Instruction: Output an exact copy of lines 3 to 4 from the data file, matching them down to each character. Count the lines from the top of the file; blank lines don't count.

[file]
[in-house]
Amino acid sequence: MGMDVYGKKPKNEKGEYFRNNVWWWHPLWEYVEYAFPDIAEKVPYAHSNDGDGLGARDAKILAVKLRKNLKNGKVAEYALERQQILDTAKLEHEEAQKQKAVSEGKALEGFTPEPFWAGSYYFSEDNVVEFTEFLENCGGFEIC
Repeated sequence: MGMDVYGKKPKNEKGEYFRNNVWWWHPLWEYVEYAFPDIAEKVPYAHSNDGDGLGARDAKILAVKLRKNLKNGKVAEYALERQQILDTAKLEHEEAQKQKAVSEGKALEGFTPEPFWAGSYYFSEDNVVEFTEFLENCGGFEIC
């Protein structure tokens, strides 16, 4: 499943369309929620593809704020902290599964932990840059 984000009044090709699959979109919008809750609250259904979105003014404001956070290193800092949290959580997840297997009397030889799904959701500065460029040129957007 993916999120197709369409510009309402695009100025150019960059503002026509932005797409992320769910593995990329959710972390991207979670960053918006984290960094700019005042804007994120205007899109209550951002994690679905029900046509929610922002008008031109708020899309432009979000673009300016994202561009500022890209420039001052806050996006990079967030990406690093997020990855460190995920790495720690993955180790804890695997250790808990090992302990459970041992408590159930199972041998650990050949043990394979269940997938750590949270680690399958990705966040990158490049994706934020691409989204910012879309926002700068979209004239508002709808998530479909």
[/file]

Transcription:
Repeated sequence: MGMDVYGKKPKNEKGEYFRNNVWWWHPLWEYVEYAFPDIAEKVPYAHSNDGDGLGARDAKILAVKLRKNLKNGKVAEYALERQQILDTAKLEHEEAQKQKAVSEGKALEGFTPEPFWAGSYYFSEDNVVEFTEFLENCGGFEIC
């Protein structure tokens, strides 16, 4: 499943369309929620593809704020902290599964932990840059 984000009044090709699959979109919008809750609250259904979105003014404001956070290193800092949290959580997840297997009397030889799904959701500065460029040129957007 993916999120197709369409510009309402695009100025150019960059503002026509932005797409992320769910593995990329959710972390991207979670960053918006984290960094700019005042804007994120205007899109209550951002994690679905029900046509929610922002008008031109708020899309432009979000673009300016994202561009500022890209420039001052806050996006990079967030990406690093997020990855460190995920790495720690993955180790804890695997250790808990090992302990459970041992408590159930199972041998650990050949043990394979269940997938750590949270680690399958990705966040990158490049994706934020691409989204910012879309926002700068979209004239508002709808998530479909």